Our community safety team has an anti-social behaviour officer who is the point of contact for all reports of anti-social behaviour made to us. Our tenancy services team works closely with the community safety team to help prevent anti-social behaviour and to rehabilitate people who have been involved in causing problems among our tenants.
Anti-social behaviour is behaviour by residents, members of their household or their visitors, which causes annoyance, nuisance or disturbance to anyone else in the area.
It includes excessive noise, verbal abuse, criminal damage to property, alcohol and solvent misuse, drugs, harassment, criminal behaviour, nuisance from vehicles, pets and animals and misuse of communal areas.
Contact your area housing estates officer on 01329 236100 so that we can take action. If this is an on-going or sensitive case, we may not be able to discuss full details of it with you because of data protection restrictions.
Tenancy services will deal appropriately with anti-social behaviour and anyone whose activities cause serious breaches of legislation and their tenancy agreement or who have a history of anti-social behaviour and nuisance. It is not always possible for us to take any action. This might be the case if, for example, the issue is a criminal matter or if it is a low-level case and the dispute is due to a personality clash involving people who have refused the offer of mediation. These support and rehabilitation actions are available to us and we will deal with each case individually.
These are commonly used for youths but can be used for adults. In many cases, we believe persuading people to stop their offensive behaviour is more beneficial for everyone than taking legal action. ABCs are written agreements voluntarily entered into by the perpetrator, the Council and the police. The Youth Service may also be involved. If the person's behaviour does not change, evidence of a breach of an ABC will be presented to a court if further action such as an ASBO (anti-social behaviour order), injunction, demoted tenancy order or possession action is taken. We and the police will monitor the ABC for six months and decide on any further action after that.
A parental control agreement is an informal contract between the Council and a parent whose child is causing anti-social behaviour. It sets out the way in which we expect a parent to control and monitor their child's behaviour. It will be used in court for further action if the child is not controlled in an acceptable way.
In cases of low level anti-social behaviour or neighbour nuisance, we will try to mediate between tenants or other residents if it is appropriate. It is particularly suitable when:
Mediation is not suitable when:
If these actions have not led to an appropriate solution to anti-social behaviour, some others can be considered. These can only be used in serious cases and will not be appropriate for all cases of anti-social behaviour.
ASBOs have serious implications for offenders but the aim is to require them to behave reasonably. Local councils, the police and registered social landlords can apply for an ASBO in a county court. ASBOs can be used against anybody over the age of 10 and breach of an ASBO is a criminal offence. When granted, they last for a minimum of two years. If conditions are breached the offender could be jailed for between six months to five years and can also be fined.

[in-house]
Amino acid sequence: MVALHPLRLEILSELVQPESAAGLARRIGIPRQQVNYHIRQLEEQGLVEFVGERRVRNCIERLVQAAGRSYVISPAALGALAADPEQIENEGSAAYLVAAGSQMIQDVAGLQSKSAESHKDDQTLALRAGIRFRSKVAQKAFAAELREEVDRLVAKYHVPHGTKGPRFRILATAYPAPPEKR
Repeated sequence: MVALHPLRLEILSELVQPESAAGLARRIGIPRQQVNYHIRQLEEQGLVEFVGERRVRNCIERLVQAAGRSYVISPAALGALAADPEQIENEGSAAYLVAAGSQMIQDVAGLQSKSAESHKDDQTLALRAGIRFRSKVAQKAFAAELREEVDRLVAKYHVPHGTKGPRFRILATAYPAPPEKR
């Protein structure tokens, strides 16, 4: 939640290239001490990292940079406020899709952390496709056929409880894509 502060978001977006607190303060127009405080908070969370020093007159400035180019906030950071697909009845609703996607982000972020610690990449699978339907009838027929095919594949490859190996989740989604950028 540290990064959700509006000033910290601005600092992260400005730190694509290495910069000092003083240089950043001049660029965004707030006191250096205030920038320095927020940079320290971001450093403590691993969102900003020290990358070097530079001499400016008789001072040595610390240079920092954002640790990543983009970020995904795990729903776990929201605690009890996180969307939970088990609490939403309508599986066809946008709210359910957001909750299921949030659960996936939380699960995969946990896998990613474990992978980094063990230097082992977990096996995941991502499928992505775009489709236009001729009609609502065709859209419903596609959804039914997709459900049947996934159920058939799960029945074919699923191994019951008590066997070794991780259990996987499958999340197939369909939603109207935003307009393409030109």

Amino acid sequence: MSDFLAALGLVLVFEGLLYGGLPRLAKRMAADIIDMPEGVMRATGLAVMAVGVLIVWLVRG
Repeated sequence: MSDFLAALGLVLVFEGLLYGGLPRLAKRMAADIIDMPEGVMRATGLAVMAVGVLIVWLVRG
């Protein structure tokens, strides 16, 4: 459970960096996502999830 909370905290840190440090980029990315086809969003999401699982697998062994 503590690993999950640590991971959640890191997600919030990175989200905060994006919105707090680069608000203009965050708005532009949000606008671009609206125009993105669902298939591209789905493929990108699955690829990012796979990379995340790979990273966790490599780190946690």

Injunctions are a useful tool in prohibiting behaviour and protecting witnesses or property. They can also be used to help the perpetrator to amend his/her behaviour. They can be useful in cases such as intimidation or harassment (where violence or the threat of violence has been used). If the person's behaviour does not change, a breach of an injunction may help in further proceedings such as an ASBO, demoted tenancy order or possession order or it may lead to an arrest and criminal charges. Taking immediate action with an injunction (where appropriate) sends a clear message to everyone that anti-social behaviour will not be tolerated. We can apply to the county court for an injunction if there is a breach of a tenancy agreement such as:
Injunctions may be obtained quickly and without the perpetrator being in court, so are a useful way to tackle anti-social behaviour and protect witnesses.
We can apply to the county court for a demotion order if a tenant, his/her family or visitors is causing anti-social behaviour. The order enables us to work with the perpetrator to modify his/her behaviour but removes certain benefits of a secure tenancy such as the right to buy their home and the right to exchange their tenancy. It lasts for 12 months. If behaviour improves and we agree, the tenancy reverts to a secure tenancy. However if the anti-social behaviour persists or becomes worse we may apply for a court order to possess the property (and evict the tenant). The tenant may appeal against the decision through an internal review and must request this in writing within 14 days of receiving a notice of seeking possession.
We believe that the most effective way to deal with anti-social behaviour is to persuade the perpetrator to change his/her behaviour. However, in some cases we may take the view that the behaviour is sufficiently serious and damaging to the community (or that it has remained consistently anti-social irrespective of any action taken), that we need to seek possession of the property and evict the tenant(s). When a tenant is evicted because of anti-social behaviour, he/she may apply to the housing authority for re-housing. In such cases, we will decide whether they and his/her family or household members have made themselves intentionally homeless. If so, we may decide we do not have a responsibility to offer permanent re-housing.
For more information, please contact our tenancy services team on 01329 236100 or e-mail firstname.lastname@example.org.